Median CD4+ lymphocyte percentage (CD4%) and plasma HIV-1 RNA were 9.7% [interquartile range (IQR) 4.0, 16.7; n = 30] and 42 000 copies/ml (IQR: 7300–120 000; n = 27) among those children with test results available on starting antituberculosis treatment. After 6 months of antituberculosis treatment, the median (IQR) CD4% had increased to 19.4% (IQR: 12.5–25.3; n = 24) and plasma HIV-1 RNA was less than 400 copies/ml in 20 of 23 children with available test results (efavirenz average MDI concentrations were not significantly different in the children with or without available test results; P = 0.305). Only serious adverse events and AIDS Clinical Trials Group grade 3 or 4 adverse events were recorded. Of these, one adverse event possibly related to treatment was reported in the month after antituberculosis treatment completion. The child had asymptomatic grade 3 elevations of alanine aminotransferase, which returned to normal without treatment adjustment. She had a high average MDI efavirenz concentration (17.17 mg/l) during antituberculosis treatment, which dropped to 4.14 mg/l a month after stopping rifampicin and isoniazid.
Eight children with tuberculosis did not have efavirenz concentration measurement repeated after antituberculosis treatment: one died; four were switched to an alternative antiretroviral regimen due to the development of HIV-1 resistance or other complications; one was withdrawn due to difficulties with phlebotomy; one due to poor adherence; and one relocated to another city.
The average MDI efavirenz concentrations during and after antituberculosis treatment, and in controls are represented in Fig. 1. The median (IQR) average MDI efavirenz concentration during antituberculosis treatment was 1.64 (1.21–4.40) mg/l, compared with 1.96 (1.32–2.93) mg/l after antituberculosis treatment (P = 0.64, for 32 children with paired data), and 1.7 (1.14–2.27) mg/l in controls (P = 0.63, compared with ‘on rifampin’).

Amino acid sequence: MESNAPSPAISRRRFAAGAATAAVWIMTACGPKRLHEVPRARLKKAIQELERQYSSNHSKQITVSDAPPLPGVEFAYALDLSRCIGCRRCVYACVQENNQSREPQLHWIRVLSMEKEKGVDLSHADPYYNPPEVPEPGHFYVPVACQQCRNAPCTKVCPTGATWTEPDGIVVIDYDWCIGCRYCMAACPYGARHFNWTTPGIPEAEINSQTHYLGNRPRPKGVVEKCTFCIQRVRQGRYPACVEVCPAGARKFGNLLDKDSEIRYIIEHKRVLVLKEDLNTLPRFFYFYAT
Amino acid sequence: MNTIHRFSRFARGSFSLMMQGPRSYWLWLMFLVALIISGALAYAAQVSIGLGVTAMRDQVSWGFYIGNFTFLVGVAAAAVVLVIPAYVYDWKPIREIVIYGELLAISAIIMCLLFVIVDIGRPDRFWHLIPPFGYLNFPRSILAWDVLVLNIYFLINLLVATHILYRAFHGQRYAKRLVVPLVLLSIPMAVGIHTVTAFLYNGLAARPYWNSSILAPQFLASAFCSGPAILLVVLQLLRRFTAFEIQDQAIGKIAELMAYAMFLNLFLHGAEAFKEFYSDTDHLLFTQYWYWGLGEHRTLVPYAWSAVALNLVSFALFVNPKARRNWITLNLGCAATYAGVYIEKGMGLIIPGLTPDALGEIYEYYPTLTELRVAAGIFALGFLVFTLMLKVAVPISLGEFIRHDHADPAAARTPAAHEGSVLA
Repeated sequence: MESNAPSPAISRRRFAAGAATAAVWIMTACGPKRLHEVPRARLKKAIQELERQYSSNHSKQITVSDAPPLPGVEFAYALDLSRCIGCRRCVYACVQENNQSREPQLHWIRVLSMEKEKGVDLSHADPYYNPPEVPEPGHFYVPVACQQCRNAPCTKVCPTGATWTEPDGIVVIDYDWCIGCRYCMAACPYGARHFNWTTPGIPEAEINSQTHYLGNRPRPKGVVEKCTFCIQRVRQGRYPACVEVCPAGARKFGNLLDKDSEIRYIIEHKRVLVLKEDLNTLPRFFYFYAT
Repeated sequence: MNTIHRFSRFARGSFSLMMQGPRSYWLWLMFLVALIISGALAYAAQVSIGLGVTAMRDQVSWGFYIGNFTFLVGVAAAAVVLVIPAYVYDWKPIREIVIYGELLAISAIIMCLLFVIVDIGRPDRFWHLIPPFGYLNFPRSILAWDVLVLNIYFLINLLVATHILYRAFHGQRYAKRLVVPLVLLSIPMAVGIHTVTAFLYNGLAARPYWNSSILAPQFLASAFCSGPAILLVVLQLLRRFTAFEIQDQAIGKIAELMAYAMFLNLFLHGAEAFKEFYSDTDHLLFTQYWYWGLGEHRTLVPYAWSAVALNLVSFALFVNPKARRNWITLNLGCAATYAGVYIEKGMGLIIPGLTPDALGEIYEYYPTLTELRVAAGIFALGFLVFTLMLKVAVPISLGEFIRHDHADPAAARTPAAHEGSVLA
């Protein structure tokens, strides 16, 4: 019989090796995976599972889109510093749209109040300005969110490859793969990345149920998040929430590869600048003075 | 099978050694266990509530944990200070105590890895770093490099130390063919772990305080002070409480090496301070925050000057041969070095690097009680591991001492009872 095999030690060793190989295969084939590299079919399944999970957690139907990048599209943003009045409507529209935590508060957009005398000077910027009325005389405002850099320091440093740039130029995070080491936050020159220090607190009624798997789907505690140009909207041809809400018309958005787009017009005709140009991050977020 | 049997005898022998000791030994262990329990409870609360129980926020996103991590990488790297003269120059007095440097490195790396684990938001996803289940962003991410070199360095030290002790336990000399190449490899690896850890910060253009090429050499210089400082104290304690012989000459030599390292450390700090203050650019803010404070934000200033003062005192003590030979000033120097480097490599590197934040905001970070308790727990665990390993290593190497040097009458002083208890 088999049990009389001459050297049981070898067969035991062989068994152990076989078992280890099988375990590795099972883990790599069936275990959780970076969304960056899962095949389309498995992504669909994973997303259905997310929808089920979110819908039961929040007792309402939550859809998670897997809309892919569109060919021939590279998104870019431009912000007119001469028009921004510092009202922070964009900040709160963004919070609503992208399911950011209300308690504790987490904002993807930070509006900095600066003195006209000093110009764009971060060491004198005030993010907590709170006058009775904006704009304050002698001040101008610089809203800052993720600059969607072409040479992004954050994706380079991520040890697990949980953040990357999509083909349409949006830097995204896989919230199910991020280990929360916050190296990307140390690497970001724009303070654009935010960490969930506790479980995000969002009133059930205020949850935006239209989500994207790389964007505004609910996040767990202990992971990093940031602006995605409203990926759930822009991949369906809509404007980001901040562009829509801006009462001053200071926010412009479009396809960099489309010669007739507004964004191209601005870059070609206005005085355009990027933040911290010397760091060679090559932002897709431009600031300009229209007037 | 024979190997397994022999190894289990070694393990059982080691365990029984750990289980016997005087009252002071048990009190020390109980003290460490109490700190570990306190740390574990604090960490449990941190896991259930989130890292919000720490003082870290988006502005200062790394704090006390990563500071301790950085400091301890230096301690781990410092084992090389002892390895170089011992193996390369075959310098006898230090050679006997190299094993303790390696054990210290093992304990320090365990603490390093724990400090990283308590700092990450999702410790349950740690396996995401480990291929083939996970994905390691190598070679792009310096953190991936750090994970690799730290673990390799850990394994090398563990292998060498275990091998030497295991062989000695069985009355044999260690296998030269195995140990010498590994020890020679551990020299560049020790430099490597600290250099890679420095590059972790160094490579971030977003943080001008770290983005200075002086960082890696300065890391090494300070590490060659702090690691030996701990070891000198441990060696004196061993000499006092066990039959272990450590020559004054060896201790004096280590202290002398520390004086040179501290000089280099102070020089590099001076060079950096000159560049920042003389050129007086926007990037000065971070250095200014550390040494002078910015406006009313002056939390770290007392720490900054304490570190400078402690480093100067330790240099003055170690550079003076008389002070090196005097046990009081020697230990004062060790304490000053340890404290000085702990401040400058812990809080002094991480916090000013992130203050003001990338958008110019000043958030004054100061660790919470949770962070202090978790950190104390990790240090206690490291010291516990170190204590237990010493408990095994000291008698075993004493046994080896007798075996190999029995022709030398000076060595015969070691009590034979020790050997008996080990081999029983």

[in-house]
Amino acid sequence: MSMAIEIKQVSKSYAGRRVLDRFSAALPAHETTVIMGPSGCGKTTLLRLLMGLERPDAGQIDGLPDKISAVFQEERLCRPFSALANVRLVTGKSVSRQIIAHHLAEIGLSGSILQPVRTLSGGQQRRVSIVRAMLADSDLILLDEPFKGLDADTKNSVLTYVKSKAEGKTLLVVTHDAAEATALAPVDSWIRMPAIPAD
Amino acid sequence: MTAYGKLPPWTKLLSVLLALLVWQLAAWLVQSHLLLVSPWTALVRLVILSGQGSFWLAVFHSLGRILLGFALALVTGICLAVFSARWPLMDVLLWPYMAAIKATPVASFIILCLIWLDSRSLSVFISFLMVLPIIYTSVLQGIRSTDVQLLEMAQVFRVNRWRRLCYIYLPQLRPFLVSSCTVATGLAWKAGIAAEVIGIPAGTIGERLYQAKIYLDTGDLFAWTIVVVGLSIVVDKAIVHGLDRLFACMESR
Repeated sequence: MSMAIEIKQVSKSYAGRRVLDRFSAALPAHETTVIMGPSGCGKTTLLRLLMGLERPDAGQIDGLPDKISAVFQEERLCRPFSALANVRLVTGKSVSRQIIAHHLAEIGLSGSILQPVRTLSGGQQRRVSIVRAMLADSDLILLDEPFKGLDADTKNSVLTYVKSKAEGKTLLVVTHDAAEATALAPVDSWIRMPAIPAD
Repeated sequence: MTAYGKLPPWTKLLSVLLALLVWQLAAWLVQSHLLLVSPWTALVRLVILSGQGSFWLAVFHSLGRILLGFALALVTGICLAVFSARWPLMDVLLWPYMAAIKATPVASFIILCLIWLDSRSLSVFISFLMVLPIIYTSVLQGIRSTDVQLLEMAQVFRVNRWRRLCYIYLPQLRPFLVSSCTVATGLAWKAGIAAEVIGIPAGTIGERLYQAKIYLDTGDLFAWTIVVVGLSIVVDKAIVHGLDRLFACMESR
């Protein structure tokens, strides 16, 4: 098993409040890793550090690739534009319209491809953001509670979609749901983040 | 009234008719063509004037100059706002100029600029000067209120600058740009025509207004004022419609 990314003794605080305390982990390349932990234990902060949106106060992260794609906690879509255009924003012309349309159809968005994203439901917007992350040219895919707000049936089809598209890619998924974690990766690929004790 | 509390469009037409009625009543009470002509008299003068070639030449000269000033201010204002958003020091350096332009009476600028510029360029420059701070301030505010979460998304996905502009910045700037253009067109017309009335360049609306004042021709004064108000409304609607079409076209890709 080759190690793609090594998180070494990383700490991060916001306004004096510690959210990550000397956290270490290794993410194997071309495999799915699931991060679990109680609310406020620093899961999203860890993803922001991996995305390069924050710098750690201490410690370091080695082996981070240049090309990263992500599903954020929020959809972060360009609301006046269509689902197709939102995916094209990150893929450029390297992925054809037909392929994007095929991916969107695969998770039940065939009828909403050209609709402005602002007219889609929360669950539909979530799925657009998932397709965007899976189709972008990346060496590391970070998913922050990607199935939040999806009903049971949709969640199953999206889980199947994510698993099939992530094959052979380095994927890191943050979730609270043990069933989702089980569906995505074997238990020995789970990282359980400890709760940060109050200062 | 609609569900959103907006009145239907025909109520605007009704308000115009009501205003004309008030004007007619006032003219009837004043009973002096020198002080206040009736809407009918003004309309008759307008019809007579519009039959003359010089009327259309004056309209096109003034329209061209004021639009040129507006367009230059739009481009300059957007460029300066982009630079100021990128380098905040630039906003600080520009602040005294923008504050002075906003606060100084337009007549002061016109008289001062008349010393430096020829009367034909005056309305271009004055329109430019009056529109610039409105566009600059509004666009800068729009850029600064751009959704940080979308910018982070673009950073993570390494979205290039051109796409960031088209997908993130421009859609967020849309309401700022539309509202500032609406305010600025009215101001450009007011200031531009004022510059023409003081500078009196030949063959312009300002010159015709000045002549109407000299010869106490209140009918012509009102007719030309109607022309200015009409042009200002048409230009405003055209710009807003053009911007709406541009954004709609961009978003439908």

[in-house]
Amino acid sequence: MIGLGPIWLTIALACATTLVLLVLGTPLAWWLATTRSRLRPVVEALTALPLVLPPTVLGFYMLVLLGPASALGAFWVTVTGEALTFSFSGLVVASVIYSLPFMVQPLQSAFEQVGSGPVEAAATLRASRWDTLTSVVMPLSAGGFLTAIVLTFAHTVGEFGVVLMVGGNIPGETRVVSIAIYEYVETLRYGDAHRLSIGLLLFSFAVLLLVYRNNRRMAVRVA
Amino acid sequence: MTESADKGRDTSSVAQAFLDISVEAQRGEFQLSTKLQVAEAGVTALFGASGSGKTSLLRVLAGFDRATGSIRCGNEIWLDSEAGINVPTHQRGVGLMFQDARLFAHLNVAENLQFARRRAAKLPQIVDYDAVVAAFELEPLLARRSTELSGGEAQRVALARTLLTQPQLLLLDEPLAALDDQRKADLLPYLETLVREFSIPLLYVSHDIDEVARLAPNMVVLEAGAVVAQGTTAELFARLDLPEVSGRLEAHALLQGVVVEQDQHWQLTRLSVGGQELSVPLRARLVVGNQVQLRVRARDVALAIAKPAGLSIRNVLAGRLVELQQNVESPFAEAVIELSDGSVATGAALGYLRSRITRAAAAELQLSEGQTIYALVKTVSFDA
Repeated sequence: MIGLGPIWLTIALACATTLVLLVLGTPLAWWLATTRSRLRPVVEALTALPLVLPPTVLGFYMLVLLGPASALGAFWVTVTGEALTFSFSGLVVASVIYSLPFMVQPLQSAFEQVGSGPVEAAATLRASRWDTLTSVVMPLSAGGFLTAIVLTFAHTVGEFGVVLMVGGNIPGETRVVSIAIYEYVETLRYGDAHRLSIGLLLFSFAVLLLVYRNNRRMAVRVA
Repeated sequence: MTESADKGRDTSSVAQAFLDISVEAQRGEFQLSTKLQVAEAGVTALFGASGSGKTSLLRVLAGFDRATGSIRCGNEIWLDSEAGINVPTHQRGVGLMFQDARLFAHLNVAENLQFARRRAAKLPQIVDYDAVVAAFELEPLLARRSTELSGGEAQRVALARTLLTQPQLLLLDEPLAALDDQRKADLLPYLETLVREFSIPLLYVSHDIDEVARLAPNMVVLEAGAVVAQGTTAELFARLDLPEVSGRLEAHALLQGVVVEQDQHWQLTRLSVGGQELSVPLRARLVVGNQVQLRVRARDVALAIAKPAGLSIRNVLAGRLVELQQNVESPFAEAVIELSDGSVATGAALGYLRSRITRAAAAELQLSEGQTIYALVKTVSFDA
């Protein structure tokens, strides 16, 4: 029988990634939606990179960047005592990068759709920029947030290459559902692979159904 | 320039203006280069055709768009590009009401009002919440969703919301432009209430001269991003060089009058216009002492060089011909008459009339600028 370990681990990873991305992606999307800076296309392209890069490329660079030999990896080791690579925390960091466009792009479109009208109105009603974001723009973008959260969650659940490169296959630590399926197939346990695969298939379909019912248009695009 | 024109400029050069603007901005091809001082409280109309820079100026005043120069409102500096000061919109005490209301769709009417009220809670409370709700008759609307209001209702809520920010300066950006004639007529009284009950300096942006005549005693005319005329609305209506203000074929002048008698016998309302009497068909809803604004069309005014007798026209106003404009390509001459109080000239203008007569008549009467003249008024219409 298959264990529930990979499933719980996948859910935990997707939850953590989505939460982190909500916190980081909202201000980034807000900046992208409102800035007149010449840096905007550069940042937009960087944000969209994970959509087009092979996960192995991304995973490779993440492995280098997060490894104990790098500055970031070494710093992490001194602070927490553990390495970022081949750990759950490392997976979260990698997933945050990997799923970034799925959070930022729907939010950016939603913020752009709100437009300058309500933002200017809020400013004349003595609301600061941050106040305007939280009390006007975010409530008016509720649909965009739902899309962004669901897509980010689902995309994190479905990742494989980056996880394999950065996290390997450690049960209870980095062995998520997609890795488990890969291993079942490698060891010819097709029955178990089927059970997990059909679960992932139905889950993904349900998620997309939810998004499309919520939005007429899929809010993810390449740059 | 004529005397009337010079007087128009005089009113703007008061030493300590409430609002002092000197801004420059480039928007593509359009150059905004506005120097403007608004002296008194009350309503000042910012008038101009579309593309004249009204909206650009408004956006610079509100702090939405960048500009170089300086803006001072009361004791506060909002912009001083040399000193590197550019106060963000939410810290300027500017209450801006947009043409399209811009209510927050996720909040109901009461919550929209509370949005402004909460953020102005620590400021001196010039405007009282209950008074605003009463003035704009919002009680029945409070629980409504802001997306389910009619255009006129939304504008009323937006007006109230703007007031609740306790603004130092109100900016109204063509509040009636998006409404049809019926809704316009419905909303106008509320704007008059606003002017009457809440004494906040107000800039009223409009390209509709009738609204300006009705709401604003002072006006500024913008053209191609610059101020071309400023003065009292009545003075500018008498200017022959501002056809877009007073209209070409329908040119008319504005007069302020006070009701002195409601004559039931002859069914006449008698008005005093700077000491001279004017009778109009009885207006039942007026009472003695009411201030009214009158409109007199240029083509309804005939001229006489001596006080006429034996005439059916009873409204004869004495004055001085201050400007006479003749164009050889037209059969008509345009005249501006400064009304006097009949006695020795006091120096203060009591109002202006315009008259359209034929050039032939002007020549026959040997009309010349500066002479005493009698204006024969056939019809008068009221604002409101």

Using the average MDI concentrations at first pharmacokinetic evaluation, children in the lowest weight band (10–13.9 kg) were more likely to have efavirenz concentrations less than 1.0 mg/l than children weighing 14 kg or more [3/8 (38%) vs. 8/73 (11%), P = 0.037]. Among the 23 children with plasma HIV-1 RNA measurements after 6 months of antituberculosis treatment, the proportion with plasma HIV-1 RNA more than 400 copies/ml did not correspond with plasma efavirenz concentrations less than 1.0 mg/l (1/4 children with efavirenz <1.0 mg/l had plasma HIV-1 RNA >400 copies/ml, as did 2/19 with efavirenz >1.0 mg/l; P = 0.44).
The MLME model described respective 2.85 [95% confidence interval (CI) 1.80–4.52]-fold and 1.42 (95% CI 0.94–2.15)-fold increases in efavirenz concentrations for children with CYP2B6 slow and intermediate metabolizer genotypes, compared with extensive metabolizers. There was no evidence that concomitant antituberculosis treatment was associated with altered efavirenz concentrations in intermediate or extensive metabolizers. However, for slow metabolizers, tuberculosis treatment was associated with a 1.49-fold (95% CI 1.10–2.01) increase in efavirenz concentrations. Among slow metabolizers, efavirenz concentrations declined by 2.9% (95% CI 1.4–4.3) for each hour during the observed portion of the dosing interval, whereas more rapid declines of 4.5% (3.7–5.3) and 5.4% (4.2–6.6), respectively, for each hour, were described in intermediate and extensive metabolizers. After adjustment for dose/kg [8.9% (95% CI 2.0–16.1) increase in efavirenz concentrations for each 1 mg/kg increase in the dose], each kilogram of weight was associated with a 2.8% (95% CI 0.9–4.7) decrease in efavirenz concentrations. Age, sex, BMI, and time on ART were not significantly associated with efavirenz concentrations, so were not included in the final model presented in Fig. 2.
The 24-h trough concentrations of efavirenz predicted after imputation are summarized by genotype and weight band in Fig. 3. Most children with CYP2B6 intermediate metabolizer genotypes had predicted efavirenz trough concentrations within the target range of 1–4 mg/l. Few children with extensive metabolizer genotypes achieved trough concentrations above 1.0 mg/l, whereas many children with slow metabolizer genotypes had concentrations above the target range.
Our findings do not support the use of increased efavirenz doses in children being treated for tuberculosis with rifampicin-containing regimens, as concomitant antituberculosis treatment was not associated with reduced efavirenz concentrations. This finding is supported by the results of several studies in adults on antituberculosis regimens containing rifampin and isoniazid [14–17].